6. You won’t get a corner office right out of law school
It is a big misconception that as soon as you graduate you get the big office in the corner of the building and an equally large paycheck. Many law students go to law school in order to become prestigious attorneys and make a lot of money, but in reality, 80% of attorneys don’t make an excessive amount of money and of those, many choose to leave the profession after 5 years or so and find something more suitable to them.
7. You need to work for senior lawyers to get experience
Don’t be surprised when you first graduate from law school if you work for other lawyers in order to gain experience. Generating income when you first leave law school will probably involve working as some sort of legal assistant to whom senior lawyers give some of their more mundane work. As a new lawyer, you will likely start at the very bottom of the corporate ladder and work your way up.
8. You need to be able to get clients and run a business successfully
If you want to branch out on your own because you now have learned a great deal about legal procedures, the Constitution, legal codes in your area, rights, and your local court system, you still have to figure out how to get clients on your own. One of the main reasons that most lawyers don’t make a great deal of money is simply because there isn’t as much money available. While before the bread and butter of lawyers consisted of simple paperwork like uncontested divorce filings, now most people can complete rudimentary court filings and legal procedures on their own or online.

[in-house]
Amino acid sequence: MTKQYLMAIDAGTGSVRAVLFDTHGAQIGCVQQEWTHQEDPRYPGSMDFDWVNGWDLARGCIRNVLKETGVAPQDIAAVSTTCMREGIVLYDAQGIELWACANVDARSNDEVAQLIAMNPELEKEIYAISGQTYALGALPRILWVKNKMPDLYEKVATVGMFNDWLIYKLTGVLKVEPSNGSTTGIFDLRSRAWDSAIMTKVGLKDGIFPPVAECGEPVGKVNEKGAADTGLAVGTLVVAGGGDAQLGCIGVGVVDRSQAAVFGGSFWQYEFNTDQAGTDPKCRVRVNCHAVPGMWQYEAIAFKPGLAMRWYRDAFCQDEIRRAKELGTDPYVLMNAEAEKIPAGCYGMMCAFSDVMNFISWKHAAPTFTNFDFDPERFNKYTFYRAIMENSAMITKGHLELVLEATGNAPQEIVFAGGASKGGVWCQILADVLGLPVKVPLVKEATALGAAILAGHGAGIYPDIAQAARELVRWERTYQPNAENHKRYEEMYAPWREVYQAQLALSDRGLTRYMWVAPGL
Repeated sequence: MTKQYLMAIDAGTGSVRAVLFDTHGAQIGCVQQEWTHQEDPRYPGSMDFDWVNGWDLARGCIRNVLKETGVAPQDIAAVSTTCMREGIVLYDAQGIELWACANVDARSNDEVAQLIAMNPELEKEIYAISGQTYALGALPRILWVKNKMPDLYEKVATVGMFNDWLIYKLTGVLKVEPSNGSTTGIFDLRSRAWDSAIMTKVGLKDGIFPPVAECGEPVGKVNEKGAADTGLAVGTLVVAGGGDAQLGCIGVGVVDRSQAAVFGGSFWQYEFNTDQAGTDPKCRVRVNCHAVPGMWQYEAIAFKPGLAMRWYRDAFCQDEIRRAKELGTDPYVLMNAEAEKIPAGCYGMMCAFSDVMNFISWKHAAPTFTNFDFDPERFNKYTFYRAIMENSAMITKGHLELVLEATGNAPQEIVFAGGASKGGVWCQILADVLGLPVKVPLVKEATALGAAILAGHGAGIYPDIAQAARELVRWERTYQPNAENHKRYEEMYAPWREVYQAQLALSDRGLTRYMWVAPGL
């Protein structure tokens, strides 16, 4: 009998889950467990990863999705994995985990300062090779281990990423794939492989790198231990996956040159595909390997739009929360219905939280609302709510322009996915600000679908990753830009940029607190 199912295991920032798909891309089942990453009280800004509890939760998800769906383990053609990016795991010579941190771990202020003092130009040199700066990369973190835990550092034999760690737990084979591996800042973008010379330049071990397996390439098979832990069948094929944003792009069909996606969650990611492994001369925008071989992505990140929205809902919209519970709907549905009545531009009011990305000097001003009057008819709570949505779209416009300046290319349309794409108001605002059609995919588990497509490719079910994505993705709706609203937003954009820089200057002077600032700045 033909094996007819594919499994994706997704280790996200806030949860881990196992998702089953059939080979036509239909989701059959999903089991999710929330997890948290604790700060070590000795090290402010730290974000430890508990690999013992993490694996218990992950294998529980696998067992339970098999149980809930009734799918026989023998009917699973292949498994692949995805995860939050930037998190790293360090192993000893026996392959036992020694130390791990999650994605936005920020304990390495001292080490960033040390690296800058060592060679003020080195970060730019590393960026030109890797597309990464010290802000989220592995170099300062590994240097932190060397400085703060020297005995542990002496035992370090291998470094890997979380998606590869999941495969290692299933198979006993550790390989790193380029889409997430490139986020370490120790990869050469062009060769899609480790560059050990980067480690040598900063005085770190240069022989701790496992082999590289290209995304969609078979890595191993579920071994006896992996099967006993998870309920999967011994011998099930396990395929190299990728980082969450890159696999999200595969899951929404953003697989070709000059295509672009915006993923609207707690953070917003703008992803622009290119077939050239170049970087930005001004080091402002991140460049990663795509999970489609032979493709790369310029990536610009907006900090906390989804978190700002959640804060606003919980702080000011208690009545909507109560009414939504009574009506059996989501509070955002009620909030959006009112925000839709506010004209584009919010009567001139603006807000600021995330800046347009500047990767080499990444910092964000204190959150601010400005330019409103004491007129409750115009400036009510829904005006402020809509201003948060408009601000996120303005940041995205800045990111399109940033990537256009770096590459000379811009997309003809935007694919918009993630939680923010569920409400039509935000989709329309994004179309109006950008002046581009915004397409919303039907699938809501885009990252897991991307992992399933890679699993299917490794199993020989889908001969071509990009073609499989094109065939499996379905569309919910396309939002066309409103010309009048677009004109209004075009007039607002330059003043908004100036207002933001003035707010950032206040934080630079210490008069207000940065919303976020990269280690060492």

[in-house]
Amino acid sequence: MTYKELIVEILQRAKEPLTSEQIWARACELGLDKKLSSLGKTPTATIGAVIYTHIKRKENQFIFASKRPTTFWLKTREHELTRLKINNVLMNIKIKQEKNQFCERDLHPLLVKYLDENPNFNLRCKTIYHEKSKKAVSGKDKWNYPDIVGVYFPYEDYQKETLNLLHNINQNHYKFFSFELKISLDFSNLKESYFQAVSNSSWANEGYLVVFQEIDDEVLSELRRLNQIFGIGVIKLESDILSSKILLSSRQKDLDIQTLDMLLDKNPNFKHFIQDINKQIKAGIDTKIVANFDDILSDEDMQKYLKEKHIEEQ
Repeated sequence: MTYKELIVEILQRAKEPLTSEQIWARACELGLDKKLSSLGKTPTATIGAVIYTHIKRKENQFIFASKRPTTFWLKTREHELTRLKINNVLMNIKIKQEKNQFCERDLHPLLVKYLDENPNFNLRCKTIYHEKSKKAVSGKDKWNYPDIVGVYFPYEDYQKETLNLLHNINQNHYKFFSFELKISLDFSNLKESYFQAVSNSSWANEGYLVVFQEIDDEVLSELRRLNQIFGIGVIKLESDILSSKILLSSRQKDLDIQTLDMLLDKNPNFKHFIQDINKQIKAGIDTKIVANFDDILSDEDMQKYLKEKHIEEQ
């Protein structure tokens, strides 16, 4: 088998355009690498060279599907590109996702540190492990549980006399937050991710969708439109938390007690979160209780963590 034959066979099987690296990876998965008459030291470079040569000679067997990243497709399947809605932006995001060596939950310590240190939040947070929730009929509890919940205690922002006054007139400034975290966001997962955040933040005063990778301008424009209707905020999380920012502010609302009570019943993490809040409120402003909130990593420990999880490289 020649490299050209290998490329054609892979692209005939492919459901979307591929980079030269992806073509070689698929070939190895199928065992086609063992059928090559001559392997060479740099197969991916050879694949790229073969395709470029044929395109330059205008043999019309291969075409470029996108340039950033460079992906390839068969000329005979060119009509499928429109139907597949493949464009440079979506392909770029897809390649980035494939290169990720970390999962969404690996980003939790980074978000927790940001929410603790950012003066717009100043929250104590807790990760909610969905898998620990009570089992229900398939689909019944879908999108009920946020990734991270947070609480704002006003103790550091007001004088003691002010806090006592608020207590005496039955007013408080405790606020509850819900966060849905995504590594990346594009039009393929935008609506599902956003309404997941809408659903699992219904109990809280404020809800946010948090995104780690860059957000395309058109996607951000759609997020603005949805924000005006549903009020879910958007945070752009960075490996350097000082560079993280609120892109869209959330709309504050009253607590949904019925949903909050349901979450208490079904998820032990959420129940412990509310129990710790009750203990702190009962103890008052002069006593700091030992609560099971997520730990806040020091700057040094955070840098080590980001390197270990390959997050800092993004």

Similarly, law school simply doesn’t teach you how to go out and find clients, how to handle accounting or run a business. A law firm is a business, and if you want to start your own firm you need to know how to hire and manage the people you hire, how to get clients, and how to keep your clients happy.
9. You need to keep learning
As you continue your practice, you should always improve your networking and education. As a lawyer, there is legal information you can access by joining certain membership organizations in each state for specialties like specific types of law or specific minorities. To learn more, you can use things like a free legal database like Lawrina.
10. You must control your work environment
The work environment is not all fun and games. In fact, corporate lawyers expect to work well over 40 hours each week because of the practice of billable hours. Billable hours refer to things you can billa client for directly, tasks that relate to preparing their case. But regular things like focusing on your continuing education, checking your email, or attending meetings do not fall under this category and they add on average an extra 10 hours per week. The work environment for lawyers can be very demanding and stressful, according to the American Bar Association, and this high level of stress can contribute to dissatisfaction with your job if you don’t properly manage it.